Rice lab’s injectable gel feeds steady dose of drugs to tumor cells
An immunotherapy drug embedded in a slow-release hydrogel invented at Rice University in collaboration with the University of Texas Health Science Center at Houston (UTHealth) appears to be highly effective at killing cancer cells.
STINGel combines a new class of immunotherapy drugs called stimulator of interferon gene (STING) agonists with an injectable hydrogel that releases the drug in a steady dose to activate the immune system to kill cancer cells. It was developed by the Rice lab of chemist and bioengineer Jeffrey Hartgerink and Rice alum Simon Young, an assistant professor of oral and maxillofacial surgery at UTHealth.
In clinical trials, immunotherapy drugs have demonstrated strong cancer-fighting abilities. Research has also found that the drugs are flushed quickly from the body, and current trials require multiple injections.
The new research, which is detailed in Biomaterials, showed that slow-release peptide gels could continuously deliver immunotherapy drugs to tumor sites for long periods of time.
Hartgerink is a pioneer in the development of self-assembling multidomain peptide (MDP) hydrogels, which mimic the body’s extracellular matrix to encourage the growth of cells and vascular systems for tissue repair. The hydrogel is injected as a liquid, turns semisolid inside the body and slowly degrades over time.
The hydrogel in the new study is also welcoming to cells, but when the invaders are cancer cells, they’re in for trouble. Immunotherapy drugs known as cyclic dinucleotides (CDNs) await them inside the gel.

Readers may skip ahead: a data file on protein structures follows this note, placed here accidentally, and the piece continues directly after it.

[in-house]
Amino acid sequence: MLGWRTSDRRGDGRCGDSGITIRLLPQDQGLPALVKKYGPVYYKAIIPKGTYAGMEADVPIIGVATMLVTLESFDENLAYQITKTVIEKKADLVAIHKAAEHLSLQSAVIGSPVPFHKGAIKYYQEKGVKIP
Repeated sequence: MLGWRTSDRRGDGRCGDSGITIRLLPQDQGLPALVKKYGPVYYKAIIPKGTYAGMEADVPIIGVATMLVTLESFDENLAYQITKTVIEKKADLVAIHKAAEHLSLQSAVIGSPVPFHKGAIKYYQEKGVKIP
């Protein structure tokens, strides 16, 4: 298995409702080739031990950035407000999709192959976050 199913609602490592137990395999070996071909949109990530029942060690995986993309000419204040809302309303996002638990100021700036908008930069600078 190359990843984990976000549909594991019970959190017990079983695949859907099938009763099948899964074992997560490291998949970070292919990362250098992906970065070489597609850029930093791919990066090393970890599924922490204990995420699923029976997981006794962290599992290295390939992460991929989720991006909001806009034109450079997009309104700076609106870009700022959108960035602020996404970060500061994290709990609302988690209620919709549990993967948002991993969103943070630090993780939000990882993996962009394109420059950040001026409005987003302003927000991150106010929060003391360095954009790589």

Hartgerink, a professor of chemistry and bioengineering, said the concentration of CDN in the hydrogel is important.
“The normal approach to CDN delivery is simple injection, but this leads to very rapid diffusion of the drug throughout the body and reduces its concentration at the site of the tumor to very low levels,” he said. “Using the same amount of CDN, the STINGel approach allows the concentration of CDN near the tumor to remain much higher for long periods of time.”
STINGel was studied both in lab cultures and in vivo. For the in vivo portion, six groups of 10 rodents each were treated with CDN alone, control collagens alone or with CDN, MDP alone or STINGel (CDN plus MDP). Only one in 10 CDN or collagen plus CDN animals survived 105 days, but six of 10 animals treated with STINGel survived. These also proved resistant to further implantation of cancer cells, meaning their immune systems were trained to successfully identify and destroy both the existing cancer and future occurrence of that cancer, Hartgerink said.
The lab tested more common hydrogels but found that they were unable to provide the same controlled release and also failed to provide an additional benefit over CDN treatment seen in clinical trials. “The MDP hydrogel provides a unique environment for the release of CDN that other gels just can’t match,” Hartgerink said.
“The CDN we used in this study is currently in clinical trials,” he said. “We think that our STINGel approach has the potential to significantly broaden the scope of this powerful immunotherapy drug to a larger range of resistant cancers.”
The Latest on: Cancer immunotherapy